The exhibition at the RHA, Dublin, includes approximately 30 prints, water colours and gouaches by Gerhard Richter (*1932) and Sigmar Polke (1941-2010) from the collection of the Kunstmuseen Krefeld, Germany. From an early stage in their careers both artists produced prints in addition to their paintings, usually in the form of editions created in association with specific exhibitions. The earliest work in this exhibition, a joint project entitled Transformation from 1968, testifies to the long-standing friendship between Richter and Polke. The work is an ironic reflection on the myth of the artist as altro dio or ‘other god’, on the one hand, and the efforts by the emerging Land Art movement to undertake the large-scale reshaping of natural earth formations, on the other. It suggests the apparently effortless transformation of an entire mountain massif into a sphere – a fantasy of omnipotence that also incorporates its own deconstruction. The use of photography is typical of Richter and Polke, particularly in the early phases of their work, in which they used both photos they had taken themselves and photos circulated in the mass media.
The blurring technique used by Richter in his photo-paintings also features in his print works. For example, the iconic portrait of Chinese revolutionary leader and dictator Mao, 1989, which had already been reproduced millions of times, is presented in the print as an enigmatic memory portrait; a toy ship from the artist’s childhood (Ship, 1972) receives similar treatment. In Betty, 1991, which features the artist’s daughter, the creative process evolved from a photograph taken by the artist to a painting, which was then photographed, and finally culminated in the offset print presented here. The seemingly blurred offset print Squatters’ House, 1990, is also based on a painting of the same name. Richter adopts an approach here that already featured in his famous painting Woman with Umbrella, 1964: he eliminates all historical references that could allow the clear identification of the image with a specific event. Hence, the historical figure of Jackie Kennedy becomes a general image of bereavement; a specific event involving house squatting becomes a marginal note on socio-economic action. Richter’s series of offset prints Colour Fields: 6 Arrangements of 1260 Colours, 1974, reflects his early preoccupation with colour charts like those used in the printing industry. The series presented here follows the principle of contingency whereby each individual colour emerged through the mixing of different proportions of the three basic colours red, yellow and blue. In contrast, the three watercolours are examples of the new direction taken by Richter from 1976, following a period in which he produced monochrome grey paintings, which represented an end point for him in terms of formlessness and indifference. As opposed to this, the multicoloured, abstract paintings and watercolours are characterised by a maximum of openness; for Richter they are an ‘analogy for something non-visual and incomprehensible’* and, as such, have a perceived quality that cannot be accessed through reason.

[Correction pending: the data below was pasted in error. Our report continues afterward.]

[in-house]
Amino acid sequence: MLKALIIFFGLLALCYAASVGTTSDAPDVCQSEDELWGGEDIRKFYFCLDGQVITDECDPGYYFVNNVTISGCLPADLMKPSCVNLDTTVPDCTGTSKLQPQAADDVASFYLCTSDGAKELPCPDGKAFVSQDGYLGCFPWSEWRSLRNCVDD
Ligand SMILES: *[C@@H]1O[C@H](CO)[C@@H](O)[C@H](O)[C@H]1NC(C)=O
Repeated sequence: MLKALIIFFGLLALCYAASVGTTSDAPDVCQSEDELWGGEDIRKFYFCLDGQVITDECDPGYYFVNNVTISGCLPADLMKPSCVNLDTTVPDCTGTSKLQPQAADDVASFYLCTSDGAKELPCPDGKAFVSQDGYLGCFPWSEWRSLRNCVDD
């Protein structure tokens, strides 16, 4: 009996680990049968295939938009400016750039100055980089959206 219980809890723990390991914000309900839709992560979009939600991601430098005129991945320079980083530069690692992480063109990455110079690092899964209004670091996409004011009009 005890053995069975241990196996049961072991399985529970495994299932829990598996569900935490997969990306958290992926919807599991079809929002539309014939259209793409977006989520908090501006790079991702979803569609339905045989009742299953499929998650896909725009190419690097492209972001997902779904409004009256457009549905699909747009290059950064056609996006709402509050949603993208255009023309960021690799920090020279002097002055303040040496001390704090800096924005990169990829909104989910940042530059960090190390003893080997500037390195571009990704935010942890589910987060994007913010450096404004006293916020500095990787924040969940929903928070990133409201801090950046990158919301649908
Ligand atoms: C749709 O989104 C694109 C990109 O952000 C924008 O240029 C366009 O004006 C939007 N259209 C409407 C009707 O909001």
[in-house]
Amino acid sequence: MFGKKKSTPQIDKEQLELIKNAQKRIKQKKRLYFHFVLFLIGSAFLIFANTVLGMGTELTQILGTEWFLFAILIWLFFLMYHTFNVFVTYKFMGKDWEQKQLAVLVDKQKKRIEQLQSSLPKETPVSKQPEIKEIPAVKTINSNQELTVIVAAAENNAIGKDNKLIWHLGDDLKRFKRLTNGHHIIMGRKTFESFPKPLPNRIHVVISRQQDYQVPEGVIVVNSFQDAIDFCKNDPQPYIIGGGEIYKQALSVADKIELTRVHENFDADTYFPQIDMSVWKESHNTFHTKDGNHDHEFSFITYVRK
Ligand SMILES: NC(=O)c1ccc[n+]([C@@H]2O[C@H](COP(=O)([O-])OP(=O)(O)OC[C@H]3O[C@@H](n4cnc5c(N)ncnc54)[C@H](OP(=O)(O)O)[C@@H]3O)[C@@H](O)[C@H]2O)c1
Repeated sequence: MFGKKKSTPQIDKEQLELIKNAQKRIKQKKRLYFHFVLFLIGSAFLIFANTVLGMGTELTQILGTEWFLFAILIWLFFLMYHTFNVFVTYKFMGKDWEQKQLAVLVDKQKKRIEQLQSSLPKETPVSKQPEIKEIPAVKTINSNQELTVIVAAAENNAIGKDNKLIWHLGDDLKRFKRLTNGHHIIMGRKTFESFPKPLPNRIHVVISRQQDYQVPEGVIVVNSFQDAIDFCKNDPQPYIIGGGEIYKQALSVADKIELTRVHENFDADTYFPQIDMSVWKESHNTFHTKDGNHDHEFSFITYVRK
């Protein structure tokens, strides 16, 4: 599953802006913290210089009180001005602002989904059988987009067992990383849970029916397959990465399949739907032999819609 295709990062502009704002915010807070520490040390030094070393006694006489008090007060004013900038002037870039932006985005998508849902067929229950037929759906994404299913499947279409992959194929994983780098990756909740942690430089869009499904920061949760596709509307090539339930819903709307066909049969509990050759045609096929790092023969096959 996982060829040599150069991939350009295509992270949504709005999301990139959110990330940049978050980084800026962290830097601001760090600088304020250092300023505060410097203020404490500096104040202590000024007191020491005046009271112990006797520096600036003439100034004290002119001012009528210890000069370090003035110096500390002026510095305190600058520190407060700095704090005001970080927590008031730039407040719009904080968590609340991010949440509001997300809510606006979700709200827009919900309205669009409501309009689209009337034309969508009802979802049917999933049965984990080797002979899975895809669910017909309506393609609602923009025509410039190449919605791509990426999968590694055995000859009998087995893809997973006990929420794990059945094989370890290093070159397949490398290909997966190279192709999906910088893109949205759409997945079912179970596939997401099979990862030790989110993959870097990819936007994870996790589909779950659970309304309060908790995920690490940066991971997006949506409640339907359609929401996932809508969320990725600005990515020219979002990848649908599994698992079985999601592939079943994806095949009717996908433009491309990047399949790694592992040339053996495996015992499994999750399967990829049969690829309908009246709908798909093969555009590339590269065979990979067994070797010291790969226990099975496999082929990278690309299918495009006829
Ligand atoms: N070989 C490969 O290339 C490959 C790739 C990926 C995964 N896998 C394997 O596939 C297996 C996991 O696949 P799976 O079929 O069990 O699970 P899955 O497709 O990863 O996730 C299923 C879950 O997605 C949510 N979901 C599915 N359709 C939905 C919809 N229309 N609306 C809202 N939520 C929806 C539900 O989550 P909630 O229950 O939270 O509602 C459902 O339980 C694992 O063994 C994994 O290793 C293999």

For Sigmar Polke printed graphics represented a completely unlimited field of experimentation – more than they did for Richter. His work Schuldruck (School Print), 1972, which incorporates an embossing on paper, a circle punched out of card bearing a screen print on tracing paper, is an early example of this approach. All 250 editions of this work were also individualized with coloured glitter. For the work Figur mit Hand (Es schwindelt ... )(Figure with Hand (I am made dizzy ... )), 1973, the artist used paper with a prominent lizard-skin pattern as a basis for the offset print, and for the three-part series Rechts- oder Linksseher (Left or Right Seer), 2001, he used motifs which he moved in a photocopier during exposure and thus transformed into anamorphic sequences.
Polke’s themes are as varied as his techniques; they range from spiritualist séances, e.g. Weekend I, II, III, 1971/1972, and mass media, e.g. Fernsehbild Eishockey (Rauwolfalkaloide) (TV Picture Ice Hockey (Rauwolfia alkaloid)), 1973 and Die Treppe von Cannes (The Stairs of Cannes), 2000, to alchemistic experiments, e.g. Lackmus (Litmus), 1995/1999. In Spiegelung (I und II) (Mirroring (I and II), 1992, landscape motifs are fanned out with water reflections and rotated by 90 degrees in a grid structure typical of Polke’s work. The resulting mysterious and enigmatic figures are reminiscent of Salvador Dali’s paysage paranoïaque. The three Schüttbilder (Tilted Pictures), 1984 are also based on this combination of chance and deliberate pictorial form. They are unique works, in which the support bearing the wet gouache was tilted so that the paint followed its own random course and could only be controlled to a limited extent by the artist.
This concise overview provides both an intimate and varied impression of the creative processes of two artist colleagues who are among the protagonists of 20th century contemporary art.